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Messages from Nagasaki

Japanese version

Naoto Kakimoto (male)
'Chokubaku'  1.3 km from the hypocenter / 15 years old at the time / current resident of Kanagawa

Photographer: Eiichi Matsumoto.
The scenes of the A-bombed city are introduced here. The photographs are not directly connected with the messages.
The place of exposure to the A-bomb; At the Foundry of Nagasaki Mitsubishi Arms Factory Ohashi Plant; 1.2 km [0.75 mile] from the hypocenter
Home; 222 Hashiguchi-machi, 300 m [two city blocks] from the hypocenter
Number of family members at that time; four, my parents, elder sister and myself three died and I was the only survivor.
My father and elder sister were killed at home by the A-bomb explosion. My mother was missing.

I was directly hit by the A-bomb when I was in the fourth year of the Middle School and working at the Foundry of Mitsubishi Arms Factory Ohashi Plant in Nagasaki under the student mobilization order. Incidentally, the air force torpedoes used in the Pearl Harbor attack were manufactured in this Plant.
The plant was located 1.2 km [3/4 mile] away from the hypocenter and was completely destroyed. It was a miracle that I survived.
Between the time I escaped from the plant to when I found my way to my sister's house in Mizunoura-machi in the evening, I experienced and encountered all sorts of things that could only be described as "hell beyond all imagination".
My sister's house, located halfway up Mt. Inasa, at the back of the Nagasaki Mitsubishi Shipyard, suffered only a minor damage because it stood just behind the mountain.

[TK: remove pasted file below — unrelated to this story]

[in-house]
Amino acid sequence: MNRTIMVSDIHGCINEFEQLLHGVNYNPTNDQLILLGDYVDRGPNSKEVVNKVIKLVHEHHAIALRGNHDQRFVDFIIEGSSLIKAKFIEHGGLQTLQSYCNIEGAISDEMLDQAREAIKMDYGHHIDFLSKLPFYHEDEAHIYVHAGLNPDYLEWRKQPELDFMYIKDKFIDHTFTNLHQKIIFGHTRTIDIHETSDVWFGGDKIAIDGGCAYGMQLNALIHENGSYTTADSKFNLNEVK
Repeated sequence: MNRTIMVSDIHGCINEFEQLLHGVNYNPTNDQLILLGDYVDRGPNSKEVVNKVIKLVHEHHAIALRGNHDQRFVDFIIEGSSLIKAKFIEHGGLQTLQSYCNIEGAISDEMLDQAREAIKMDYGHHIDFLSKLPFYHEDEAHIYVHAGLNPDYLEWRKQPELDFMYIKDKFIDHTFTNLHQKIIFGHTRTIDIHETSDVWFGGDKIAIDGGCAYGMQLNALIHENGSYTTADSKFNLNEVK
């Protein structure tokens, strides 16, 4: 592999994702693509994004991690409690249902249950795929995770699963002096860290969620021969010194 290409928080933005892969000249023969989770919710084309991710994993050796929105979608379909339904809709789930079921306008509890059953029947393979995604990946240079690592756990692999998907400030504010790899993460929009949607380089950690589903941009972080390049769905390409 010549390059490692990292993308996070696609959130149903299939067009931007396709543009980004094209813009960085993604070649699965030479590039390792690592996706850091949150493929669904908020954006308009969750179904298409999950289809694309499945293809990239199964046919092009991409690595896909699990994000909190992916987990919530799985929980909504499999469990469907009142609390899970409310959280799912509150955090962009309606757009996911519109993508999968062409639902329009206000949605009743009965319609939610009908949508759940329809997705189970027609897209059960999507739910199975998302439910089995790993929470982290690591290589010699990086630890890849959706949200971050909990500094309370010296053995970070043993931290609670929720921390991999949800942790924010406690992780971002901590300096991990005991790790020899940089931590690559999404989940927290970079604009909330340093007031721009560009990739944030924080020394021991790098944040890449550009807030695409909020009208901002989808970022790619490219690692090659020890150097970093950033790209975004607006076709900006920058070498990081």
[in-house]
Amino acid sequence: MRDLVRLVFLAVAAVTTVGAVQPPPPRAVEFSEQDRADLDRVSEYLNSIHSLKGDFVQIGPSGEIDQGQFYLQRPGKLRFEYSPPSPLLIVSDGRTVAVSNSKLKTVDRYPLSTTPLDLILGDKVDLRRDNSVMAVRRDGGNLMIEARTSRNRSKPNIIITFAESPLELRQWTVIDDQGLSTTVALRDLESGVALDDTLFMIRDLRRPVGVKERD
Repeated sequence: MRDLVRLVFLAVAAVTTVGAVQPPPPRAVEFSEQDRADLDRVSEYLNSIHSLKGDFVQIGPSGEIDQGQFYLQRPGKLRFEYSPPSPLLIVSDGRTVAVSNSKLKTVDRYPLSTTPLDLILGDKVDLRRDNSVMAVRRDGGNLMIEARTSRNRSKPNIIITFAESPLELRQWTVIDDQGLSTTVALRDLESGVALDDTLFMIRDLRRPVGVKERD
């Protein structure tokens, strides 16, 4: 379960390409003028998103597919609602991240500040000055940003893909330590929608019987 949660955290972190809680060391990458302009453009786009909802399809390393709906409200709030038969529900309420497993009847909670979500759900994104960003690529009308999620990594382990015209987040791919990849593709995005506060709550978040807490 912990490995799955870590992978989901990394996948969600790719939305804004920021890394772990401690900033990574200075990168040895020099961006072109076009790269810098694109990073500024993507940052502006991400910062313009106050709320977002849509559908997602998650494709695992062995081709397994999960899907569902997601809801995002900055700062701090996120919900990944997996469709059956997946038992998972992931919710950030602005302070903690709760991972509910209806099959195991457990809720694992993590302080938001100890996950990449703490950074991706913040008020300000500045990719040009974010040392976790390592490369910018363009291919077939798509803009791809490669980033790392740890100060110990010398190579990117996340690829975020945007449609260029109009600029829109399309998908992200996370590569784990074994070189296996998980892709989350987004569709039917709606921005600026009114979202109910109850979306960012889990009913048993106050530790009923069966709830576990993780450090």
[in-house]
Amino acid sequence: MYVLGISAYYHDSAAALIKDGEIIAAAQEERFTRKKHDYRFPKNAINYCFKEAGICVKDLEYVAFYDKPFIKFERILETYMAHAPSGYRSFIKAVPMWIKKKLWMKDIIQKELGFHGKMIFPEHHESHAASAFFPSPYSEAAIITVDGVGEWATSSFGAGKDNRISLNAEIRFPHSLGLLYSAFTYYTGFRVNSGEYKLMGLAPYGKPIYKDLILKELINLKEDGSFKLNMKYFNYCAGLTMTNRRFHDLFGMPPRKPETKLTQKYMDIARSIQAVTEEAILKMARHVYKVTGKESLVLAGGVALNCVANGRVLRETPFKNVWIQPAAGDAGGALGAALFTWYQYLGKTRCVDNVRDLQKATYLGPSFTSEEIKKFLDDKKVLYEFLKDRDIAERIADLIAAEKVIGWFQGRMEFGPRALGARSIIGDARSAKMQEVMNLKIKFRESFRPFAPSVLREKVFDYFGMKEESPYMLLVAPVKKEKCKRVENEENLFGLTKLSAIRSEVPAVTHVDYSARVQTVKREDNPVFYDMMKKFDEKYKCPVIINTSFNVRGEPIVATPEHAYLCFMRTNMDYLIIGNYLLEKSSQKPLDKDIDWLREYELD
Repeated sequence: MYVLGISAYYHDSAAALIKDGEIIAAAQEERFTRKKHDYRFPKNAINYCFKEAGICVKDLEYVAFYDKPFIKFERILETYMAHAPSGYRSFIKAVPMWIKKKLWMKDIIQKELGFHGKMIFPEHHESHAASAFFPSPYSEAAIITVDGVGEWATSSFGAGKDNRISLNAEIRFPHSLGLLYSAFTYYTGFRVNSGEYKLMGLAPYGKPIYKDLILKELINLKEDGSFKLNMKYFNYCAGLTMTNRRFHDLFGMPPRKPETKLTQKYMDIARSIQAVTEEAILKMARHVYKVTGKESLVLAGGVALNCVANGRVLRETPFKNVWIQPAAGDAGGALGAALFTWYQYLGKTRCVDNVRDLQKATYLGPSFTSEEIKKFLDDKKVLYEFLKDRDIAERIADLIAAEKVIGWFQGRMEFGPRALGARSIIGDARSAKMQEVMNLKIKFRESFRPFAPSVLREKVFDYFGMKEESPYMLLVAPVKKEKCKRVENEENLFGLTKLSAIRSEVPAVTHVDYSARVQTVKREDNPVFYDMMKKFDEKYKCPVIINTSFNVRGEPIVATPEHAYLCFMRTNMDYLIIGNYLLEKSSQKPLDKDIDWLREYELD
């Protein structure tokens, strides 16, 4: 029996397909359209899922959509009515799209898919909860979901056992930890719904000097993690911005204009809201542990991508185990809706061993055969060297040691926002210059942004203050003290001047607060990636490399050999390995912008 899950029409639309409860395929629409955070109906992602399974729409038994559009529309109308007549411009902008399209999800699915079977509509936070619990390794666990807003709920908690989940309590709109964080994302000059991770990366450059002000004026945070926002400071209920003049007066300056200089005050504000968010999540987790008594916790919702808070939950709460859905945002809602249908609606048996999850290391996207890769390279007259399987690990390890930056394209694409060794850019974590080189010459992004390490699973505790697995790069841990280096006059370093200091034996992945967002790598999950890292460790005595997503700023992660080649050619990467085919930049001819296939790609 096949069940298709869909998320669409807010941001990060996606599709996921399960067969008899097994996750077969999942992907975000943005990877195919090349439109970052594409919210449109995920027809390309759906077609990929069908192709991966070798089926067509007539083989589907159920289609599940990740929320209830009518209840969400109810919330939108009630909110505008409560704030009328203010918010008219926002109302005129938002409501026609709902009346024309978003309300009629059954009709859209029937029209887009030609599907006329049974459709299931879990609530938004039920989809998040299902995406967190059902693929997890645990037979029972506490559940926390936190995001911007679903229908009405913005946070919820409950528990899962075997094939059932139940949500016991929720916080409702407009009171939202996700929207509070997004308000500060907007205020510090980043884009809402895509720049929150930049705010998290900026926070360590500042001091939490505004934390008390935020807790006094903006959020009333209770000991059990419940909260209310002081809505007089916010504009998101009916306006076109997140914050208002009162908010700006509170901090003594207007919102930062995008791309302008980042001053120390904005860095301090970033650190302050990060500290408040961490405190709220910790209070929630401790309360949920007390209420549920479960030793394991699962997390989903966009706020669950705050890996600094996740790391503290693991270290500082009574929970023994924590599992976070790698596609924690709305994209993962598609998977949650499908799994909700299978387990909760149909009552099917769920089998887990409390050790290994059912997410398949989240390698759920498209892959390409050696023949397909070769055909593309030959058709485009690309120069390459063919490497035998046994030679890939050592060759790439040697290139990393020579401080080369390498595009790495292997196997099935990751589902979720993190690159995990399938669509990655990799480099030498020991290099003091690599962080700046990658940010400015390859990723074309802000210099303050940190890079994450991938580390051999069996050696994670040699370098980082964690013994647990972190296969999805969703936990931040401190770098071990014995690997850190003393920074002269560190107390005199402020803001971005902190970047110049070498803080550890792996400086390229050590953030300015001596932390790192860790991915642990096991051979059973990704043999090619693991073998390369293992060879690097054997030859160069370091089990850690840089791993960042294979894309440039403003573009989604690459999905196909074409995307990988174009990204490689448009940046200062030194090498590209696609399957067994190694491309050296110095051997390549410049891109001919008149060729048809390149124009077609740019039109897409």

Next morning my brother-in-law and I went to my house. In the burned-out ruins of my house, we found two bodies, presumably those of my father and sister, but my mother was missing.
Our house was located in Hashiguchi-machi, adjacent to Matsuyama-machi, the hypocenter, near the ascending entrance to the hill of Urakami Prison at the side of Urakami Catholic Church. It was about 300 m [0.2 mile] away from the hypocenter.
At that time my family consisted of four members, my parents, elder sister and myself - I was the only survivor.
Thereafter, until about September 20 the same year when I succumbed to the A-bomb disease, everyday from early in the morning until dusk, I searched for my mother all by myself, mainly between my house and the rice rationing center.
The rice rationing center was located 40 to 50 m [roughly a football field' s length] away from the hypocenter and I thought my mother might have been hit by the A-bomb on her way there to get rice.
I searched deep into the surrounding mountains, visited every farmer's house just outside of town, but could not find any information regarding my mother's whereabouts.
It was such a painful experience - beyond all description - to wander around every day on the hot debris of the burned field under the scorching mid-summer sun.
While searching for my mother those areas littered with debris, I fainted four times. Fortunately, I was rescued by passersby each time.
Thanks to those kind people, I am here today. They gave me encouragement and left without leaving their names.
Sixty-five years later, I still cannot forget all those things that happened during that period. Can you imagine what the A-bomb is really like, its unimaginable, destructive, killing power and immeasurable radioactive damages that have, for the past 65 years, plagued me in the form of physical illness? I have been tormented with one after another, by inscrutable maladies.
During all this time, the reigning is my intense feeling against nuclear arms.